Recent stories in the New York Times highlight a groundwater crisis throughout much of the United States, including the San Joaquin Valley. While depleted aquifers aren’t news to Valley citizens, the urgency of the situation has yet to strike home, especially in the northern part of the Valley where last winter’s heavy rains have led to a false sense of security and a “it can’t happen here” mindset.
Farther south, wars between water barons Stewart Resnick, the Boswell company and John Vidovich have dominated news even while Tulare Lake has reclaimed mile upon mile of its natural heritage. Widespread flooding and a near-record snowpack have made it easy to forget that drought has been the dominant weather feature of the last fifteen years and climate change is virtually certain to put future water supplies in even greater peril.
One of the Times stories reports that in “ parts of Utah, California and Texas, so much water is being pumped up that it is causing roads to buckle, foundations to crack and fissures to open in the earth. And around the country, rivers that relied on groundwater have become streams or trickles or memories.” Widespread subsidence has yet to affect the northern Valley, but it’s an ongoing and growing crisis in Valley cities and towns like Fresno, Chowchilla and Corcoran, where “subsidence bowls” can extend hundreds of square miles.
In Minnesota during the drought of 2021, demand for French fries and other popular food products drove farmers to pump, “at least 6.1 billion gallons more groundwater than allowed under state permits,” even during one of the state’s severest droughts. The huge overdraft was reminiscent of widespread planting of almond orchards during the Valley’s extreme drought years, all of them dependent on groundwater.
The wanton destruction of aquifers nationwide doesn’t just threaten the nation’s food production, it jeopardizes urban dwellers as well. Most Valley cities depend on groundwater to serve their residents’ needs. Even the City of Modesto, which has a surface water treatment plant, still depends on groundwater for almost half the city’s water demand.
Meanwhile, squabbles about out-of-district water sales dominate news in Modesto and Stanislaus County, with little attention to the almost certain future need for enhanced storage. Projects like River Partners’ expansions of wetlands get too little attention and depend on inadequate and uncertain funding, even though wetlands are among the most inexpensive and efficient means of flood control and groundwater recharge readily available — far more cost-efficient than dams, for example.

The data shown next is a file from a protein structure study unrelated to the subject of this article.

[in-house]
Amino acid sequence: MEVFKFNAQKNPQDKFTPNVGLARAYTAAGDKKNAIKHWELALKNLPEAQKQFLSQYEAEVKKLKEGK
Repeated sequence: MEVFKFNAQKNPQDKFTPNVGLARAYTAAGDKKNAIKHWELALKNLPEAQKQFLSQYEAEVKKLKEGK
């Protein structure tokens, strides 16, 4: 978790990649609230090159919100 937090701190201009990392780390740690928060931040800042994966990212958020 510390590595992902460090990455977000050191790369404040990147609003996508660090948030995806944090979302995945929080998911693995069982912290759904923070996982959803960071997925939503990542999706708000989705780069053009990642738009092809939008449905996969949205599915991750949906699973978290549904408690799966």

Also neglected in most local news coverage, the scandalous 2020 deal between the Trump administration and Westlands Water District should have been front page news in every Valley newspaper. Under the agreement negotiated by Trump’s Secretary of Interior David Bernhardt, former lawyer and lobbyist for Westlands, Westlands would receive permanent rights “to as much as 1.15 million acre-feet of water per year, more than double the amount of water that Los Angeles’ 3.9 million residents use annually.”
This true “water grab” has received far less publicity than the state’s attempts to balance water usage so that it serves the needs of riparian ecology, farmers, the San Joaquin Delta and the fishing industry in just and equitable ways. Fortunately, tribal activists, environmentalists and fishing groups have had recent success in court as they attempt to invalidate the Westlands water grab.
Valley citizens need to awaken now to the need to ensure a reliable water future. The best ways to do so include far greater emphasis on wetlands preservation, groundwater storage options, and conservation of precious water resources, especially during wet years. Most especially, Valley citizens need a greatly heightened awareness to the destructive effects of the commodification of water in the form of sales to distant buyers and water grabs like the Westlands water deal. At stake is nothing less than the future of our cities and agricultural economy.